That Black Friday was a disaster that Amoruso could have avoided had she followed her gut to hire additional staff. Today, she hires people who are better than her so they can help her make smart business decisions and teach her to become a better business person.
As a business owner, you're on a roller coaster ride with more downs than ups. And you will make plenty of mistakes. But running a business is all about learning from those mistakes and the people around you. It's not always sunshine and rainbows, and some mistakes will cost infinitely more than others, but what's important is how these experiences make you a better entrepreneur and, ultimately, a better boss. What mistakes have you made as a business owner, and what have you learned from them?
On naysayers: Stay passionate
To say that Whisper, an anonymous confessions mobile app, is controversial would be an understatement. Between innocent and entertaining posts about relationships, careers, family and the like are darker revelations about strangers' fears, insecurities, sexual experiences and mental illnesses, including hauntingly candid confessions of suicidal tendencies. Michael Heyward, CEO of Whisper, was in the hot seat on the Disrupt NY stage during an interview with TechCrunch founder, Michael Arrington, who questioned the value Whisper places on anonymity.
Whisper made headlines when someone used the app to out Gwyneth Paltrow's extramarital affairs while married to Coldplay frontman Chris Martin. Arrington pressed Heyward as to why a user is allowed to air a celebrity's dirty laundry when at its core, Whisper is about creating a more caring, empathetic world. Heyward pointed out that Gwyneth Paltrow is a public figure and as such is of "global relevancy." Furthermore, Whisper isn't about concealing identities, but about "creating a place where we're not carrying around this 800-pound gorilla that we call our identity," Heyward said.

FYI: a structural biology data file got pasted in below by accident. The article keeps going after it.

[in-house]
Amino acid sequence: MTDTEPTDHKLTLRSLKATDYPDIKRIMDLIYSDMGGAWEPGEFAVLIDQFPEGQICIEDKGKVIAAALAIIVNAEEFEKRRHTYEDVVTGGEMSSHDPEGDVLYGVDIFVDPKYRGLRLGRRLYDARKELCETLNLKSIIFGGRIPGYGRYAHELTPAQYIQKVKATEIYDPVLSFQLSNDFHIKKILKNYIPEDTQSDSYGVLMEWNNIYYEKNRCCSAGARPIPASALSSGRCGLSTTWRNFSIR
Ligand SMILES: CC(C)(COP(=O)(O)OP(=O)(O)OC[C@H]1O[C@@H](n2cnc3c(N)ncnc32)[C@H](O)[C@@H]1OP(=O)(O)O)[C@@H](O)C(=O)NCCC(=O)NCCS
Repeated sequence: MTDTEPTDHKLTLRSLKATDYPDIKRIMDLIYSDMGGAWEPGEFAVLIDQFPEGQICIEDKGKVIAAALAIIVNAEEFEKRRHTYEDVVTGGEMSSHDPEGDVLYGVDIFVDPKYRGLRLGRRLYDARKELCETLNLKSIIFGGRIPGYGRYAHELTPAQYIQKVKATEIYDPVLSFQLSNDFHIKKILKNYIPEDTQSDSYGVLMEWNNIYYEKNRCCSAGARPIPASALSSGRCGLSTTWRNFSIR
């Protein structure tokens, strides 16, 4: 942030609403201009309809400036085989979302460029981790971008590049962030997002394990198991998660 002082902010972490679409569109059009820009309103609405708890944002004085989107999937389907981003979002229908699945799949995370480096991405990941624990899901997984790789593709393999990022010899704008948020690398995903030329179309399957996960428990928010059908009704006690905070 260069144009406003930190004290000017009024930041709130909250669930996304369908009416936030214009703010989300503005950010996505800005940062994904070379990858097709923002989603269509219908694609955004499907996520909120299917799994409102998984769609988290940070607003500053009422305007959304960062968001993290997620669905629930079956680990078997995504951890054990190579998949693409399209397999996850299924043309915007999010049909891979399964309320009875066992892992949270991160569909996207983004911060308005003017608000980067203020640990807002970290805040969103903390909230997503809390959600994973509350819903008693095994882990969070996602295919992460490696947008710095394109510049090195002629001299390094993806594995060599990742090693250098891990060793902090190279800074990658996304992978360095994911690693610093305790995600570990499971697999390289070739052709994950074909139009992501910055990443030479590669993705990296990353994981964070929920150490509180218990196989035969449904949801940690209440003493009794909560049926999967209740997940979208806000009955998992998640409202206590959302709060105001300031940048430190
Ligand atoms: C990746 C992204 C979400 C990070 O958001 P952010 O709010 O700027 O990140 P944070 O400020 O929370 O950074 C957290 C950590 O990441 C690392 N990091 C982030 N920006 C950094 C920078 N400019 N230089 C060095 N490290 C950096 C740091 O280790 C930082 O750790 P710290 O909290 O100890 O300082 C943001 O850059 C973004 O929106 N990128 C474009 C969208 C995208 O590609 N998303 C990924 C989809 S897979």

Now, whether Heyward succeeded at defending Whisper is up for discussion — one can argue that the heated discussion was a train wreck, while others could say that Heyward made some valid points — but what's clear is that this CEO is incredibly passionate about what his company aims to do. Whether he's talking about the subtext of humanity as revealed in the Whisper ecosystem or Your Voice, Whisper's nonprofit organization that aims to help college students struggling with mental health issues, the interview demonstrates that Heyward doesn't care just about Whisper, but also its users and the broader issues the app's posts signify.
As a business owner, you will deal with many instances in which people will challenge or criticize your company and how you run it. It comes with the territory, but what matters is how you handle these criticisms and how you defend your operations. For Heyward, it was countering Arrington's isolated Paltrow incident with the many positive things Whisper has to offer. What could be criticized about your business, and how will you defend it?
Originally published on Business News Daily.